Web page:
Please use this identifier to cite or link to this item: https://ahro.austin.org.au/austinjspui/handle/1/21479
Title: Systems for recognition and response to clinical deterioration in Victorian emergency departments.
Austin Authors: Considine, Julie;Rhodes, Kerryn;Jones, Daryl A ;Currey, Judy
Affiliation: Deakin University, Geelong, School of Nursing and Midwifery and Centre for Quality and Patient Safety Research, Victoria, Australia
Department of Intensive Care, Austin Health, Heidelberg, Victoria, Australia
Deakin University, Geelong, School of Nursing and Midwifery, Victoria, Australia
Centre for Quality and Patient Safety Research - Eastern Health Partnership, Box Hill, Victoria, Australia
Wimmera Health Care Group, Horsham, Victoria, Australia
Issue Date: Feb-2018
metadata.dc.date: 2018-03-21
Publication information: Australasian emergency care 2018; 21(1): 3-7
Abstract: The study aim was to explore the systems for recognising and responding to clinical deterioration in adult and paediatric Victorian emergency department (ED) patients after their initial triage assessment. A survey of Victorian EDs was conducted. Senior ED nursing staff was asked about ED characteristics, vital sign documentation, systems for recognising and responding to deteriorating ED patients, quality assurance and governance of ED rapid response systems (RRSs). Sixteen EDs participated (17 metropolitan and 13 regional or rural) giving a response rate of 53.3% (16/30). The organisational definition of a deteriorating patient applied to the ED at 50% of sites (n=8). Vital sign documentation was paper-based (43.6%), electronic (37.6%) or a combination (18.8%) of both. The majority of EDs (87.5%, n=14) had an ED RRS; 50% had one tier, single trigger RRS and 31.3% of EDs had a two tier, single trigger RRS. At 68.8% of sites the ED RRS activation criteria were the same as ward MET (medical emergency team) activation criteria. The most common method of escalation of care for deteriorating ED patients were face-to-face communication (87.5%) and overhead announcements within the ED (68.8%). The ED rapid response team (RRT) was composed of ED specific staff in 50.5% of sites, and staff external to the ED at 12.5% of sites. Two thirds of sites (68.7%) collected data about clinical deterioration in ED patients. Most EDs had an RRS but there was variability in activation criteria and members of the responding team both between EDs, and between ED and the ward RRSs.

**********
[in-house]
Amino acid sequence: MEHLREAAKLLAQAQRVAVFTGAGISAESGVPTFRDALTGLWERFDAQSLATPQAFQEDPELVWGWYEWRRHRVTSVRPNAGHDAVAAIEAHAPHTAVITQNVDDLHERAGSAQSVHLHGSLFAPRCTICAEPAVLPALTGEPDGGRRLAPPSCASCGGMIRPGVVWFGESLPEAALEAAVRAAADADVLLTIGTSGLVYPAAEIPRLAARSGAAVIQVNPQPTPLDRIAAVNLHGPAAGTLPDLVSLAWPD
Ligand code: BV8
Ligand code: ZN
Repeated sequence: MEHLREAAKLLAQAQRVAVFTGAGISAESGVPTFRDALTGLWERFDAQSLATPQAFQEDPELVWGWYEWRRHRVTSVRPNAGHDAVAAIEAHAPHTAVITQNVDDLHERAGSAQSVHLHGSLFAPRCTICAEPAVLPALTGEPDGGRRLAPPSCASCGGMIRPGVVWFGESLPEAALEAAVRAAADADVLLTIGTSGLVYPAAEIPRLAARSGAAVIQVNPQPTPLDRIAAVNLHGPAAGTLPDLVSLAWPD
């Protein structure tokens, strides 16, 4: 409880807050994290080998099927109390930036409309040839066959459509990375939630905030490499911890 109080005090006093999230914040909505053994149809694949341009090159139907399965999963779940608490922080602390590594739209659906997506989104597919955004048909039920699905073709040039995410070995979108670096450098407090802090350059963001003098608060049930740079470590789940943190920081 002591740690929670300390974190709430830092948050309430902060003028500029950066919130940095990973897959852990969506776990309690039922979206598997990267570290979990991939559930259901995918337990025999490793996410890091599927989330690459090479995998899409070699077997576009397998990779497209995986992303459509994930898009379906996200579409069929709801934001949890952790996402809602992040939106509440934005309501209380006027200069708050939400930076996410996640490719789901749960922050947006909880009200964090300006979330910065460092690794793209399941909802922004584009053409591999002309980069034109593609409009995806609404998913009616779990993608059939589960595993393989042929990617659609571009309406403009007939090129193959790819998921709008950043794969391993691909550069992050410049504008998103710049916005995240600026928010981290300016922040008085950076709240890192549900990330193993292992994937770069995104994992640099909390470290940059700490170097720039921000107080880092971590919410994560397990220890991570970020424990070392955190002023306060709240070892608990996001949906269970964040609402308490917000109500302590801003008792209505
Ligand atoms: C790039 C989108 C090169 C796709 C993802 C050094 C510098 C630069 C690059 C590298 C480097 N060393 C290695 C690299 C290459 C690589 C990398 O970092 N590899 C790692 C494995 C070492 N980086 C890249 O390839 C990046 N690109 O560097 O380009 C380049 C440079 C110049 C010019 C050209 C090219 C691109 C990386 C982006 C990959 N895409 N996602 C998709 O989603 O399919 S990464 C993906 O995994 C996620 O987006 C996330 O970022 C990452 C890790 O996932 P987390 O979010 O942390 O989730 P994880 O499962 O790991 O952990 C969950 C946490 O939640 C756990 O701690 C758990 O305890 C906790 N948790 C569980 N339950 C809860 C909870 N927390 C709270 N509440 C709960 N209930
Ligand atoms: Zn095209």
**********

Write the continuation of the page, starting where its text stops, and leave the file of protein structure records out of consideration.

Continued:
URI: http://ahro.austin.org.au/austinjspui/handle/1/21479
DOI: 10.1016/j.auec.2017.12.003
PubMed URL: 30998862
Type: Journal Article
Subjects: Clinical deterioration
Clinical risk management
Emergency department
Emergency nursing
Rapid response teams
Appears in Collections:Journal articles

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